Before being released from specially modified aircraft, the bombs were held by v-shaped arms in the plane and rotated to the speed of 500 rpm by a hydraulic motor and belt drive. The planes had to fly at the low height of 60 feet (20 meters) and to be travelling between 240-250 mph (400 km/h). To help the aircrews obtain these specifications, two spotlights were fitted to the undercarriage of the plane and positioned so that they converged into one at exactly 60 feet (20 meters).
Once dropped, the bomb hit the water with some backspin and bounced off at the water.
|Bouncing bomb installed on an Avro Lancasters|
The bomb really needed to hit the dam and spin down to the very bottom of the structure at the right speed in order for this to actually happen. The bomb was also required to either be at the right height or at a fast enough speed to jump over or break through the defensive netting employed by the Germans.
The tests were rapidly successful and the first bouncing bomb was dropped on Chesil Beach in December, 1942.
Then, in February, 1943 Barnes Wallis was told to prepare these bouncing bombs for an attack on the Mohne and Eder dams in the Ruhr. The Dambusters Raid took place on 16th May 1943. The cylindrical bombs, which spun at 500 rpm, were dropped by Guy Gibson and the Avro Lancasters of No. 617 Squadron RAF in Operation Chastise. The rotating bomb skipped over the water and exploded while sinking to the base of the retaining wall of the dam. The results of the raid were that out of the 6 intended targets, 4 were damaged and 2 were destroyed.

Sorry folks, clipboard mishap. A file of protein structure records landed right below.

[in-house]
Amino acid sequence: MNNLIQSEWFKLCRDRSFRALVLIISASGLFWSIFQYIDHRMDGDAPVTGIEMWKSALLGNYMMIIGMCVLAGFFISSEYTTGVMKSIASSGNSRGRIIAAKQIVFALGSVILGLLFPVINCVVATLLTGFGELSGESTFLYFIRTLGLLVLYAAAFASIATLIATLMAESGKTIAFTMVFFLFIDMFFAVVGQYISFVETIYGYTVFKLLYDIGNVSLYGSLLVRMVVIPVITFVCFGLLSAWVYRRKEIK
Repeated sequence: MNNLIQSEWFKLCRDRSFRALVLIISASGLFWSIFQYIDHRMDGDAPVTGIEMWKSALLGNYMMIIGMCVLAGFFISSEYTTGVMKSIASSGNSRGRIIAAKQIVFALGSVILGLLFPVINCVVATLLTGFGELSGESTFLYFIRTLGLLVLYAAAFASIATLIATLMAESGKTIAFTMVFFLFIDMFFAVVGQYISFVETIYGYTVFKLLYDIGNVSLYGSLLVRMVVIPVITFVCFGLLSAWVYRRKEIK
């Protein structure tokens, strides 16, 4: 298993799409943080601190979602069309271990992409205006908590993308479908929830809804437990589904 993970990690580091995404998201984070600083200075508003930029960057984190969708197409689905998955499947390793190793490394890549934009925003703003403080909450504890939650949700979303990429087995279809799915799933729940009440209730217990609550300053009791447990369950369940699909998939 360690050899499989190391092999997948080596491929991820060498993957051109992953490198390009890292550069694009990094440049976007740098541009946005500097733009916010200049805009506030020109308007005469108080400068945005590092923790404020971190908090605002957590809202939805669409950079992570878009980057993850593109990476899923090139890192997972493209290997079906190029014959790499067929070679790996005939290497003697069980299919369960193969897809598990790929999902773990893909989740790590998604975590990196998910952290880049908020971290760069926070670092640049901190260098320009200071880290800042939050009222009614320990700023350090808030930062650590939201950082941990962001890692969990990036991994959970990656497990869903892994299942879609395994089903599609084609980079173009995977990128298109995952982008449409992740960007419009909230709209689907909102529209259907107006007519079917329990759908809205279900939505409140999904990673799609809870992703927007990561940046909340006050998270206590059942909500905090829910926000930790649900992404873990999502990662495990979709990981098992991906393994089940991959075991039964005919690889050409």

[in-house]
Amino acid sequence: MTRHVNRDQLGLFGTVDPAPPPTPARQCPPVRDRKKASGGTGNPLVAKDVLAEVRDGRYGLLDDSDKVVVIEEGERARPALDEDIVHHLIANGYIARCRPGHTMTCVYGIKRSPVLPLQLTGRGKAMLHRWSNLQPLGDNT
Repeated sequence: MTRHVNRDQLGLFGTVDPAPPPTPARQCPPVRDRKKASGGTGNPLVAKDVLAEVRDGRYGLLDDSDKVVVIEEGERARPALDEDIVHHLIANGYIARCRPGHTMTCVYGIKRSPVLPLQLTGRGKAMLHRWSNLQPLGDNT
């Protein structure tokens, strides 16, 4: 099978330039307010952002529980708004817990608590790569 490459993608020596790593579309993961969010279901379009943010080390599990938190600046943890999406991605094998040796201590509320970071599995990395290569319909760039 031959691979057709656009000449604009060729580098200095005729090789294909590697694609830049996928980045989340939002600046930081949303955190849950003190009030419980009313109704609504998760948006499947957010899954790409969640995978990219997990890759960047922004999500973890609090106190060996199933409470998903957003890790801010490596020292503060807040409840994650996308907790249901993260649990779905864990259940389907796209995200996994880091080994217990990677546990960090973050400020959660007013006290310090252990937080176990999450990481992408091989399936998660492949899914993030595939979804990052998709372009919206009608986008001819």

To use the bouncing bomb the pilots had to fly very low and seven out of the 19 aircraft which took part in the raid were brought down by German anti-aircraft guns. Yet even though the mission was considered a success, the high loss of life in the raid prompted the bouncing bomb project to be discontinued.
|German dam destroyed after the Dambusters raid|
Highball was to have been used in the Pacific Theatre but the war ended before it could be implemented.